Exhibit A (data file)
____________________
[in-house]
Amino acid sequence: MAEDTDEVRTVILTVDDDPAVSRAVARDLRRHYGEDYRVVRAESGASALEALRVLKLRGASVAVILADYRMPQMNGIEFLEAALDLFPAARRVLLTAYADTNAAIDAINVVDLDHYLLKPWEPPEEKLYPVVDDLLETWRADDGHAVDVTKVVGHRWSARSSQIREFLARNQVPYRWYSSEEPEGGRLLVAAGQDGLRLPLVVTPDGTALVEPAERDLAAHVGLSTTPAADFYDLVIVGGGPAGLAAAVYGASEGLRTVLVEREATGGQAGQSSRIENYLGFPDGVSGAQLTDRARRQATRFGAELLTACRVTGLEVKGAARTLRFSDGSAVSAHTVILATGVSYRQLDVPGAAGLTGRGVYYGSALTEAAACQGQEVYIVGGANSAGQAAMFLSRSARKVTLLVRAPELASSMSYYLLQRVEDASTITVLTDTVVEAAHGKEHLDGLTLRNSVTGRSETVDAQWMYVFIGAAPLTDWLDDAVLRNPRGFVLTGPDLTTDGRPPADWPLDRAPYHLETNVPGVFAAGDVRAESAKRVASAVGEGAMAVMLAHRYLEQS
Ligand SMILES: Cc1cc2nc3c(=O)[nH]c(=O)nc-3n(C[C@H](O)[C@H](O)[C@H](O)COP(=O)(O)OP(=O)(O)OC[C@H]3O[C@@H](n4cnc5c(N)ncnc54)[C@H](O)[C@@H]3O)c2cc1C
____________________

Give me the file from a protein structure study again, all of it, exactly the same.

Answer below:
[in-house]
Amino acid sequence: MAEDTDEVRTVILTVDDDPAVSRAVARDLRRHYGEDYRVVRAESGASALEALRVLKLRGASVAVILADYRMPQMNGIEFLEAALDLFPAARRVLLTAYADTNAAIDAINVVDLDHYLLKPWEPPEEKLYPVVDDLLETWRADDGHAVDVTKVVGHRWSARSSQIREFLARNQVPYRWYSSEEPEGGRLLVAAGQDGLRLPLVVTPDGTALVEPAERDLAAHVGLSTTPAADFYDLVIVGGGPAGLAAAVYGASEGLRTVLVEREATGGQAGQSSRIENYLGFPDGVSGAQLTDRARRQATRFGAELLTACRVTGLEVKGAARTLRFSDGSAVSAHTVILATGVSYRQLDVPGAAGLTGRGVYYGSALTEAAACQGQEVYIVGGANSAGQAAMFLSRSARKVTLLVRAPELASSMSYYLLQRVEDASTITVLTDTVVEAAHGKEHLDGLTLRNSVTGRSETVDAQWMYVFIGAAPLTDWLDDAVLRNPRGFVLTGPDLTTDGRPPADWPLDRAPYHLETNVPGVFAAGDVRAESAKRVASAVGEGAMAVMLAHRYLEQS
Ligand SMILES: Cc1cc2nc3c(=O)[nH]c(=O)nc-3n(C[C@H](O)[C@H](O)[C@H](O)COP(=O)(O)OP(=O)(O)OC[C@H]3O[C@@H](n4cnc5c(N)ncnc54)[C@H](O)[C@@H]3O)c2cc1C